• Darf ich kurz unterbrechen? Can I stop briefly?
  • Können Sie mir bitte eine Mail schreiben? – Can you send me an email?
  • Können Sie mir bitte die Agenda – can you send me the agenda please?
  • Das habe ich auf dem Schirm – I'm working on it
  • Wie wär’s mit einem Tee? – Who wants a cup of tea?

German topic about work

When you talk about yourself with a new acquaintance, you often answer several of the same key questions: What kind of work do you do? Where do you work? Are you self-employed? Are you a student? Where do you live? Since you will encounter these topics a lot, you need to be prepared. The following sections provide you with the information you need.

Let's say you start chatting with a guy you met at a friend's party. He may ask you what you do to live. For example, he may ask any of the following:

Bei welcher Firma arbeiten Sie? (bay vêlH-er fir-mâ âr-bay-ten zee?) (What company do you work for?)

Was machen Sie beruflich? (vâs mâH-en zee be-roohf-liH?) (What kind of work do you do?)

Sind Sie berufstätig? (zint zee be-roohfs-tê-tiH?) (Are you an employee?)

A few simple words and expressions help you describe your job and company. In most cases, you can describe the type of work you do by connecting the Ich bin. . . (iH bin…) (I..) With your job name, without using any tools.

Most job names are found in the form of females and males.

The male form often ends with -er; the female form usually ends with -in. Here are some examples:

Ich bin Handelsvertreter (m)/Handelsvertreterin (f). (iH bin hân-dels-fêr-trey-ter/hân-dels-fêr-trey-ter-in.) (I'm a salesperson.)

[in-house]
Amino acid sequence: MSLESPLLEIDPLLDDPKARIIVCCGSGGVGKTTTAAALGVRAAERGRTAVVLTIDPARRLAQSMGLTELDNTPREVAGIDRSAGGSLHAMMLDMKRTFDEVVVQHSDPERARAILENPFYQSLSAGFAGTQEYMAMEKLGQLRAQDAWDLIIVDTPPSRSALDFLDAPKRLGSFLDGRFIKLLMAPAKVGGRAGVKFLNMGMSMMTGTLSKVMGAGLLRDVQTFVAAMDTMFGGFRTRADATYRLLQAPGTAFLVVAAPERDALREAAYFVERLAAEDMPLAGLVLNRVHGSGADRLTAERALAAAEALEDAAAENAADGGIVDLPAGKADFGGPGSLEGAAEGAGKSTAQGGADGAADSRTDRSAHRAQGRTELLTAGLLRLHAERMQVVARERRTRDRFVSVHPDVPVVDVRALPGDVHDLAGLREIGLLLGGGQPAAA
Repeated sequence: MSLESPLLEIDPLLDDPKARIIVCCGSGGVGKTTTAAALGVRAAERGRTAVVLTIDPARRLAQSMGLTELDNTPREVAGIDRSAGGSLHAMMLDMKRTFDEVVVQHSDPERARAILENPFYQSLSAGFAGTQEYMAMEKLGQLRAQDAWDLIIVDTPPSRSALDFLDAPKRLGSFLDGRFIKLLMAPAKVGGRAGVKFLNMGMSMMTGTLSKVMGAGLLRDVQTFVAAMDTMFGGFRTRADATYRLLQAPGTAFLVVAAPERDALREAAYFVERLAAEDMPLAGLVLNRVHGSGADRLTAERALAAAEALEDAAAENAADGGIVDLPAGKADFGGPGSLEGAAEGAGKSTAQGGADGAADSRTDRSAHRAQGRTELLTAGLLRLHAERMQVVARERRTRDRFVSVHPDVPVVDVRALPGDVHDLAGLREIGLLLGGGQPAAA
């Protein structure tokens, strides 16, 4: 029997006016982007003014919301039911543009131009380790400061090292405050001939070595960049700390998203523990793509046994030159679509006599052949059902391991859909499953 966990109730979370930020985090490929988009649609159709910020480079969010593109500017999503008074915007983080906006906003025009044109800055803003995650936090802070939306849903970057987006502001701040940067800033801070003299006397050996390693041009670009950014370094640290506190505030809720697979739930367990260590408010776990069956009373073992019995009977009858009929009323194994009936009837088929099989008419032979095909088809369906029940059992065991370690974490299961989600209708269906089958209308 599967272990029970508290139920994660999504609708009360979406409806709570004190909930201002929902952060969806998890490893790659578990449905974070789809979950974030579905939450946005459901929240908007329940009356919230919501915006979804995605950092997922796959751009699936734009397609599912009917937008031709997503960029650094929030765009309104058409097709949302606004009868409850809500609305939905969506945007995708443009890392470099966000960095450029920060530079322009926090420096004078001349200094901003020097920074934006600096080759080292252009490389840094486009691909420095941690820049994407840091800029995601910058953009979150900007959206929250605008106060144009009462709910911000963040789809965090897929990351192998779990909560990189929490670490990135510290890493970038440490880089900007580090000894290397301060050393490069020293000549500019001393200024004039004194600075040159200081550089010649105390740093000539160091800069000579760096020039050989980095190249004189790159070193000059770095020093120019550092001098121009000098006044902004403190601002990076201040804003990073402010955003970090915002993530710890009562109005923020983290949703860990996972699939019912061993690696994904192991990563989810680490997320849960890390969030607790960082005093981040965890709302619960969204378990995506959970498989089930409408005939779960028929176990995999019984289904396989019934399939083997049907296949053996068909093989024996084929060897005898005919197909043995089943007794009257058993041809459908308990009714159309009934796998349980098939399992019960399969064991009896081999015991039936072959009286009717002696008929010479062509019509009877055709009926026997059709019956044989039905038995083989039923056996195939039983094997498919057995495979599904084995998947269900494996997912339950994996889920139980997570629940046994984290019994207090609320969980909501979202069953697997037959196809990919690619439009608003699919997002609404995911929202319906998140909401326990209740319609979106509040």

Ich bin Student (m)/Studentin (f). (I'm a student.)

If you are a student, you may want to mention what you are studying. You do this with the phrase Ich studiere. . . (I'm studying . . .

At the end of the sentence, you add your own domain name (without any tool). Some areas that you may use include the following:

  • Betriebswirtschaft (Business Administration)
  • Architektur (architecture)
  • Softwaretechnik (Software Engineering)
  • Kunst (art)
  • Literaturwissenschaft (literature)
  • Biochemie (Biochemistry)

You can also describe what you do with the phrase Ich bin. . . (iH bin…) (I…).

Finish the phrase with the appropriate adjective. For example, you can say any of the following:

  • Ich bin berufstätig/nicht berufstätig. (I'm an employee/not working.)
  • Ich bin pensioniert. I am retired.
  • Ich bin oft geschäftlich unterwegs. (I often travel on a business trip.)
  • Ich bin selbständig. (Work for me.)

Electrical terminology in German

Names of working tools in German

Names of working tools in German
  1. die axt axe
  2. die Schnur Series
  3. die Taschenlampe Lamp
  4. der Hammer Hammer
  5. der Griff handle
  6. das Messer knife
  7. die Säge Saw
  8. der Flaschenzug pulley
  9. der Strick Cord
  10. die Zange Pliers

The sources

How to master German business terminology